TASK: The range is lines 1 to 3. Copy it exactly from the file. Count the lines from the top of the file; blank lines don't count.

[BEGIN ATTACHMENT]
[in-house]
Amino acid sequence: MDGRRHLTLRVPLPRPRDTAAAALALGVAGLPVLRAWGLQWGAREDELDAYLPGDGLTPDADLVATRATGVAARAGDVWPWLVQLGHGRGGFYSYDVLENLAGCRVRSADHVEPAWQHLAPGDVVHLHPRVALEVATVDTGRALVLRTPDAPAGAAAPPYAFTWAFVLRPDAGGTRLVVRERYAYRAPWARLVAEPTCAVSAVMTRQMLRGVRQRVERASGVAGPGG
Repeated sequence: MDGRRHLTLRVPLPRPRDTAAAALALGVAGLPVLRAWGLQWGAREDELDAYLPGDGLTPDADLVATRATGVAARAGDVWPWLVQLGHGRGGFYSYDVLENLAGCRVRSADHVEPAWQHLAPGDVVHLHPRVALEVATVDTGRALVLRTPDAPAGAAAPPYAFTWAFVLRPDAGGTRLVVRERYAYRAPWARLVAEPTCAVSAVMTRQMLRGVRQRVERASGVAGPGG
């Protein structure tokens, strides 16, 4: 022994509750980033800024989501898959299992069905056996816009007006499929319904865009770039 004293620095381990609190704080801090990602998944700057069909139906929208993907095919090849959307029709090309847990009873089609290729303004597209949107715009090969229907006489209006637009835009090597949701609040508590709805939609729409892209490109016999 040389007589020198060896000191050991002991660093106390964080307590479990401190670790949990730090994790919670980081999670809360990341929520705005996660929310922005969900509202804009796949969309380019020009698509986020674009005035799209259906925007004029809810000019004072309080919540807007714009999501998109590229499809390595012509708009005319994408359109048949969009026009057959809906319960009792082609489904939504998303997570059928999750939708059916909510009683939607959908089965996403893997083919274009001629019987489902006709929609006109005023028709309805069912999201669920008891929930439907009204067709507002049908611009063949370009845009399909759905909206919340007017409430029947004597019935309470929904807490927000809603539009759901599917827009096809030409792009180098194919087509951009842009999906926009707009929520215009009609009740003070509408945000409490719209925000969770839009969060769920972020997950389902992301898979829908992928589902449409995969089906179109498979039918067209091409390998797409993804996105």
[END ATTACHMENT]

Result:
[in-house]
Amino acid sequence: MDGRRHLTLRVPLPRPRDTAAAALALGVAGLPVLRAWGLQWGAREDELDAYLPGDGLTPDADLVATRATGVAARAGDVWPWLVQLGHGRGGFYSYDVLENLAGCRVRSADHVEPAWQHLAPGDVVHLHPRVALEVATVDTGRALVLRTPDAPAGAAAPPYAFTWAFVLRPDAGGTRLVVRERYAYRAPWARLVAEPTCAVSAVMTRQMLRGVRQRVERASGVAGPGG
Repeated sequence: MDGRRHLTLRVPLPRPRDTAAAALALGVAGLPVLRAWGLQWGAREDELDAYLPGDGLTPDADLVATRATGVAARAGDVWPWLVQLGHGRGGFYSYDVLENLAGCRVRSADHVEPAWQHLAPGDVVHLHPRVALEVATVDTGRALVLRTPDAPAGAAAPPYAFTWAFVLRPDAGGTRLVVRERYAYRAPWARLVAEPTCAVSAVMTRQMLRGVRQRVERASGVAGPGG